Proof: 90 / ABV: 45%
Age: 18 years (barreled on 24 November 1997)
Distillery: Heaven Hill Distillery, Bardstown, Kentucky, USA
Mashbill: 78% corn / 12% rye / 10% barley
Retail Pricing: $120 in 2015 up to $230 at some stores
Availability: Rare. Annually released in November in a limited run. This was one of 15,000 bottles in 2015.
“Our 18-Year-Old Bourbon is bottled solely from the contents of one barrel, not the mingling of many. This expression of Bourbon-making craftsmanship is bold and robust. Truly a Bourbon for the avid collector, this bottle has won countless awards and is regularly listed as a top choice by those who appreciate its smooth yet complex flavor.” — Heaven Hill
…or without the marketing hype, an 18-year old Kentucky bourbon from a single barrel cut to 45% ABV and probably from some higher grade barrels than their other stuff.
This was the first release of the 18-Year following a 3-year hiatus from 2012 to 2014. The most recent release has totally revamped packaging which is a lot less attractive in my opinion. Back when I first got into bourbon, this was one of those super “coveted” bottles along with the Four Roses Single Barrel Limited Editions (at least in Colorado where I went to college). Oh! And that High West 21 Year Old Rye that I passed on for $75 and regret every day of my life…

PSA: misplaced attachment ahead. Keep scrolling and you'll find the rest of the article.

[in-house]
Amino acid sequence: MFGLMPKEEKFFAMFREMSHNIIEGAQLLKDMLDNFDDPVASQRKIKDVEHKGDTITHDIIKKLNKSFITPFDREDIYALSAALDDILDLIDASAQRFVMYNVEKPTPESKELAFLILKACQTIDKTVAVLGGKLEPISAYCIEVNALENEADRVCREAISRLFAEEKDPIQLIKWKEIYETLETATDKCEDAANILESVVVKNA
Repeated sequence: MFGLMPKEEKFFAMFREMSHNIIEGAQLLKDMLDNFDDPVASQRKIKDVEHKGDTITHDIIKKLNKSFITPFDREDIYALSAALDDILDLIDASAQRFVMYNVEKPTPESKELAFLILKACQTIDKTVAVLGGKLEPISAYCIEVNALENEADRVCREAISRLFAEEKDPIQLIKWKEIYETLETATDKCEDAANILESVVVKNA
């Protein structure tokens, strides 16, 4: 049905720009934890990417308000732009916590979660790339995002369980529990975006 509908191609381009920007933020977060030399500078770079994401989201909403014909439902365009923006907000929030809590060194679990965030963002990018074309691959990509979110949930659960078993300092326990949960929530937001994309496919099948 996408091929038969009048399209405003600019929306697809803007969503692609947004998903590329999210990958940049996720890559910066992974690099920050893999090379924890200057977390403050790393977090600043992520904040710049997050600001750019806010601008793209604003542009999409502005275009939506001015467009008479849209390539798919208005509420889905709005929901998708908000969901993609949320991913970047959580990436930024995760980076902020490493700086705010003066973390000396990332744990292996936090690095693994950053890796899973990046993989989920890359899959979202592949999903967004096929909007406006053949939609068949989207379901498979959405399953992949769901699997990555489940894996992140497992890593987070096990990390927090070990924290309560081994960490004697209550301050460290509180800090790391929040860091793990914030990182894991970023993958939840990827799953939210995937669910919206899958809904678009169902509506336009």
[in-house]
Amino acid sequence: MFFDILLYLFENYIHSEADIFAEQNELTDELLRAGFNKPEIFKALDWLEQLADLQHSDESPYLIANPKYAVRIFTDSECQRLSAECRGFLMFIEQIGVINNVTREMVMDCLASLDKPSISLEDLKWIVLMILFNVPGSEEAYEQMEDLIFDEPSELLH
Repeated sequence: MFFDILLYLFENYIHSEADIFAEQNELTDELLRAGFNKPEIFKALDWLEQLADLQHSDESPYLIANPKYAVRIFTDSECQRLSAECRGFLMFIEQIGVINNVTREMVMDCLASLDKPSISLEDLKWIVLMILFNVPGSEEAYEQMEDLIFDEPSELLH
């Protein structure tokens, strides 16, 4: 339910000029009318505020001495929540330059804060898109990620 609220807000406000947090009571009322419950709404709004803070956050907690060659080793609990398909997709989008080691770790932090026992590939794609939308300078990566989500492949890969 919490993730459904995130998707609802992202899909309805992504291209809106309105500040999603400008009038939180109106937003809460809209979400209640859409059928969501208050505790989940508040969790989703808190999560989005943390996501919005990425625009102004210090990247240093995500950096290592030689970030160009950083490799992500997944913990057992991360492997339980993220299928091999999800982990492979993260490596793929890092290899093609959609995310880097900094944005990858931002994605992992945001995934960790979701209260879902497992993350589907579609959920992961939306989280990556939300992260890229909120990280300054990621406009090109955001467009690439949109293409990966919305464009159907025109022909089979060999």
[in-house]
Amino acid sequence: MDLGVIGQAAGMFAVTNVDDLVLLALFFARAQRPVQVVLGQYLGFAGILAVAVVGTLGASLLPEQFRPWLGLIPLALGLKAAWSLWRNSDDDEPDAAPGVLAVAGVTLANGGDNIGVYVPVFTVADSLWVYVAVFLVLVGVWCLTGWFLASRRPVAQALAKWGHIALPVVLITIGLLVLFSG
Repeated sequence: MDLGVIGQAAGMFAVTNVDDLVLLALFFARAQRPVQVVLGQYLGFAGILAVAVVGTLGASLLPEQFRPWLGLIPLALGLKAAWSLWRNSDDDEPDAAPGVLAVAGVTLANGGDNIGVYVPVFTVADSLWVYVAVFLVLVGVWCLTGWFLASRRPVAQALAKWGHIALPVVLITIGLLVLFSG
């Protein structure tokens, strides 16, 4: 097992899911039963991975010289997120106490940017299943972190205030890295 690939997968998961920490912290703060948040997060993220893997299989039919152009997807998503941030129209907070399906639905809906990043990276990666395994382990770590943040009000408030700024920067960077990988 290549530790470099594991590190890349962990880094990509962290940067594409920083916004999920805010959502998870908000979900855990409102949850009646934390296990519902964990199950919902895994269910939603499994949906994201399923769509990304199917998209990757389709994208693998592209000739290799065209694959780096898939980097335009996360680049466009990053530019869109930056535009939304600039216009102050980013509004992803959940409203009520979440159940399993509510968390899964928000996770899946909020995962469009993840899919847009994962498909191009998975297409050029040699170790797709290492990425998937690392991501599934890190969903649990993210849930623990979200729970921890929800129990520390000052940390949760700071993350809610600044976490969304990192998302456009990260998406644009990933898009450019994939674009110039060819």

Sensibles: The nose on this one, spare a little bit of heat, is exactly what I’m after: crème brûlée, cotton candy, milk chocolate, leather, sweet smoke, even a bit of orange peel. The whole gang is here. The taste is rich and full, composed mostly of vanilla and honey and a small amount of oaky bitterness before becoming this wonderful buttered popcorn delight on the back of the palate. Ha, I sound pretentious as hell, but man I’m digging this one and all the flavors. The finish is medium-length, musty, and a bit dry. Love.
Value: I’m super into oaky bourbons and I’m a Heaven Hill fanboy so this is a win/win for me. Price-wise, you’re not going to find many annual releases with this high of an age statement (just Pappy 20/23, Sazerac 18, Elijah Craig 23, and a few one-offs). The proof is great, it doesn’t taste watered down or too hot. The suggested retail price is probably justifiable considering what bottlers and blenders are charging these days but be wary of the hype..this is an annual release and many stores are charging upwards of $200 for it. In Washington state it regularly goes for about $230 or higher. It’s worth having one of these in your collection for the high age, but I wouldn’t run out and grab every release.
Be the first to leave a review.